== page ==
August 27, 2003
Just call him Lt. Col. Fritters (USAF-Ret.)
By TOM WILLIAMS
It was almost impossible to be around Ocean City High School sports in the mid-1970s and not know
“Fritters”. His real name was Ken Farrell, but a lot the people who knew him probably didn’t even know
that. And nobody, including Farrell himself, knows where the nickname came from.
Fritters played first doubles on Phil Birnbaum’s varsity tennis team, which won a third straight South
Jersey championship in his senior year, led by Don Barton, the OCHS Player of the Century. Those three
teams are, incidentally, the only three South Jersey titlists that OCHS boys tennis has ever produced. The
1976 team was selected as the Best of the Century in OCHS tennis.
Farrell was also the manager of Jack Boyd’s boys basketball team and active in the stage crew, the band
and the choir. He even did some impressive sports reporting.
Fritters was such an essential part of OCHS that coaches would come to him to get keys to open locker
rooms or the gym. It was a different era, to be sure, one in which a school could place its complete trust in
a 17-year old boy.
But it was obvious even then that Fritters would become a success. He was talented, versatile and he lived
life to the fullest, getting involved in everything that interested him.
Whatever happened to the guy?
Well, he just retired. That’s right, Fritters is now retired, at least from his position in the United States Air
Force. In keeping with what it said in his senior yearbook (“plans to be an Air Force officer”), Farrell went
on to The Citadel and then into the Air Force. But, like his experiences as a high school student, he didn’t
just become an Air Force officer. He became an essential one.
After The Citadel and Minuteman Intercontinental Ballistic Missile Training at Vandenberg Air Force Base
(AFB) in California, he was selected to be an instructor for the 351st Strategic Missile Wing at Whiteman
AFB in Missouri. While at Whiteman, he earned a Masters of Science degree from Central Missouri State
University. At Eglin AFB in Florida, he earned a Masters of Public Administration (Acquisition) from the
University of West Florida.
“During my first tour at Eglin,” Farrell said, “I was in charge of developing, producing and fielding a new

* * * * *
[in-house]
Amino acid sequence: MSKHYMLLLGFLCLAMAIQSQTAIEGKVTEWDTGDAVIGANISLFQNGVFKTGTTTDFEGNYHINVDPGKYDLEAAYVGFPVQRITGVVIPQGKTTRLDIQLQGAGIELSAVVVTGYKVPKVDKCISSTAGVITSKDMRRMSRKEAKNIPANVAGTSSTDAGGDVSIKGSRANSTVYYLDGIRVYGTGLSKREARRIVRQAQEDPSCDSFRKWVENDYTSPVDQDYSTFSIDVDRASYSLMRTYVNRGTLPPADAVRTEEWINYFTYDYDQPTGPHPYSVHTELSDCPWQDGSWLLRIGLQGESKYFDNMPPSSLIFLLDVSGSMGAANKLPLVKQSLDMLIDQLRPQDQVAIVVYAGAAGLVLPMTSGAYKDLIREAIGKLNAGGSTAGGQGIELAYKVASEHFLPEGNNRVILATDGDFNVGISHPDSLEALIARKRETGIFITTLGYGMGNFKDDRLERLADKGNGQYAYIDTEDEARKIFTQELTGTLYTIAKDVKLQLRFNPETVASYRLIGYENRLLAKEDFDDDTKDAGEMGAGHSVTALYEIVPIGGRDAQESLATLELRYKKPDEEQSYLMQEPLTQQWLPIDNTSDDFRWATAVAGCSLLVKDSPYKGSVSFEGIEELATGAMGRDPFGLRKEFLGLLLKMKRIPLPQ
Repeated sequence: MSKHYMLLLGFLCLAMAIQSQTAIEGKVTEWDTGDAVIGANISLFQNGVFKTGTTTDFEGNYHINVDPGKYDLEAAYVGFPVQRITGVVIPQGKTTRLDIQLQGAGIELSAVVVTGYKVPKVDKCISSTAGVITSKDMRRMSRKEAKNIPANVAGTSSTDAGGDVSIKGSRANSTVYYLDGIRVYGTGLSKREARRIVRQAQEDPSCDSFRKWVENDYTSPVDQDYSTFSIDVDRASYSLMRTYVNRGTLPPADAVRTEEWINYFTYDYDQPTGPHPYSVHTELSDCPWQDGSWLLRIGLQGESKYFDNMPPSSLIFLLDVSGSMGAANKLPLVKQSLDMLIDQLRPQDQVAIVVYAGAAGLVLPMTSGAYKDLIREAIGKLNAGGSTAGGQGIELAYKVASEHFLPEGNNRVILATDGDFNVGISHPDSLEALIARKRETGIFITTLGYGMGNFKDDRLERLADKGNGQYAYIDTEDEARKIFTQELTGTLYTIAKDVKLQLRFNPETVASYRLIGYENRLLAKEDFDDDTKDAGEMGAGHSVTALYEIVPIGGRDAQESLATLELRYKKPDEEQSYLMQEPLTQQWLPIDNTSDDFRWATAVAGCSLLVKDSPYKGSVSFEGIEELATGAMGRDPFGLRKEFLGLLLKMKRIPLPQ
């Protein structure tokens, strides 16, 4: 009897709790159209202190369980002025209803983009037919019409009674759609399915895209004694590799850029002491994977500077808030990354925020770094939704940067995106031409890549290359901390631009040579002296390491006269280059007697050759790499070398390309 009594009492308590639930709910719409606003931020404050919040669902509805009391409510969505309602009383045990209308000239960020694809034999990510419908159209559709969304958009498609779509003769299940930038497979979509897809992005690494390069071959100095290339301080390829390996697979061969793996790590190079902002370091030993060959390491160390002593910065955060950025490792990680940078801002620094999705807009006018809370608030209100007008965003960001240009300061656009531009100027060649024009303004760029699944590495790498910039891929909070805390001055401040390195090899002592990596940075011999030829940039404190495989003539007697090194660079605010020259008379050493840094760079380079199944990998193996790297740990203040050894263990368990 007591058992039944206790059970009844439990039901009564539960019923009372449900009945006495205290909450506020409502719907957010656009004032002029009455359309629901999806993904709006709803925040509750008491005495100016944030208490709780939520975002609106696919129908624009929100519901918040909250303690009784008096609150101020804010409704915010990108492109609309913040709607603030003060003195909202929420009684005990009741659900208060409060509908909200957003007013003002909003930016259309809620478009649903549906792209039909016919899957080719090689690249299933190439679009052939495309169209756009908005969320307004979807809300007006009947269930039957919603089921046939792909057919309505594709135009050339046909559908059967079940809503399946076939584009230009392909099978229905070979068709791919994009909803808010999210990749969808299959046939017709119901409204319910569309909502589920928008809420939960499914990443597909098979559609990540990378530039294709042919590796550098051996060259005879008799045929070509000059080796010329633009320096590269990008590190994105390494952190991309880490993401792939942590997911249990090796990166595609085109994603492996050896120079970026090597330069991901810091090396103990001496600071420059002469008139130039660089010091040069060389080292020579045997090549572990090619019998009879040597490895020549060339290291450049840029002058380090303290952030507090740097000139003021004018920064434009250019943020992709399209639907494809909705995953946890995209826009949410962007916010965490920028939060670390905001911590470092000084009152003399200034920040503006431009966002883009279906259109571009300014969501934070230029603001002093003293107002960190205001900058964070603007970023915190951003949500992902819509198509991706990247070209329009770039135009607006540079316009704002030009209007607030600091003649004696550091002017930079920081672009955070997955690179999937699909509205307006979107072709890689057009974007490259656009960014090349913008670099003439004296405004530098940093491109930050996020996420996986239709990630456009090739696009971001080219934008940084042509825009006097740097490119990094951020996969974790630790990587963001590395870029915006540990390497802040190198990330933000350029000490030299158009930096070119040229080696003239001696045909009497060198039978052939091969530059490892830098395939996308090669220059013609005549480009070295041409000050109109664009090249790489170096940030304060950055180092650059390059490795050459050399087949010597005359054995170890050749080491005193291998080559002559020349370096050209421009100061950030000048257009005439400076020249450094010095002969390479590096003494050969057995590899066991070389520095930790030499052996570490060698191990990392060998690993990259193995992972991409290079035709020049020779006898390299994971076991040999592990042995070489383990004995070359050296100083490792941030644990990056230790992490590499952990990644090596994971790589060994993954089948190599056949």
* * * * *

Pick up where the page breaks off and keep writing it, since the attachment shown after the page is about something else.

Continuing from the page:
system that fighter pilots use to practice air-to-air gunnery training, commonly known as dog-fighting. I was
invited over to the initial activation and they subsequently took me up in an F-15 that was acting as the
shooter aircraft against the target we had developed. I got to spend 90 minutes going through simulated
combat shooting against the target.”
The degree at Eglin led him in 1990 to Wright Patterson AFB in Ohio and the B-2 System Program office.
In 1994, he was assigned to the Pentagon. While at the Pentagon, he was selected for and graduated from
Defense Systems Management College.
“While assigned to the Pentagon as a Major working B-2 Bomber related issues,” he said, “I was asked to
help develop a strategy to get a near precision weapon on the B-2 as soon as possible. During a test
mission in Nevada in October 1996, three B-2s destroyed 16 targets with 16 bombs using this system -
vividly demonstrating the ability for individual aircraft to engage and destroy multiple targets on a single
pass. What made this truly remarkable was it was a relatively cheap modification to existing bomb
inventory and was several years ahead of what is now considered the pre-eminent precision weapon.”
In 1997, Farrell was assigned to the F-15 program office at Robins AFB in Georgia where he handled F-15
sales to the Government of Israel as well as support of F-15s already procured by the Government of
Saudi Arabia. He served in that capacity until July of 2000.
“I oversaw all of the F-15 work involving the Government of Israel,” Farrell explained. “I was one of a very
select few US Military personnel personally invited by the Israeli Air Force Chief of Staff (their highest
ranking Air Force officer) to attend the delivery of their first F-15s at their Air Force installation located in
Most recently, he was assigned to the Advanced Medium Range Air-to-Air (AMRAAM) program. “I was
asked to do what is considered the toughest thing to do in my career field - to standup a new organization
and start a new program. I had to standup and lead a joint 100-person Air Force, Navy and contractor team
in the execution of a $1.5 billion development and procurement effort for a highly classified weapon system
that will provide significant operational and survivability lift to our Air Force and Navy war-fighters well into
Some of that stuff is a little technical, to be sure, but you get the idea. Fritters became almost as
irreplaceable to the Air Force as he was to Ocean City High School. Along the way, he received numerous
awards, including the Defense Meritorious Service Medal, the Air Force Commendation Medal and the Air
Force Achievement Award. He and his wife, Donna, have been married for the past 21 years and have
three children, Katherine (15), Rachael (11), and Stephen (9).
Lt. Col. Kenneth M. Farrell was officially retired from the Air Force in a ceremony at Eglin Air Force Base
on July 1st. He immediately stepped into a civilian position in an industry that supports and works with the
Fritters, who lived just a block away from Ocean City High School, wanted to make a difference in the
school during his four years. He also wanted to make a difference in the Air Force.
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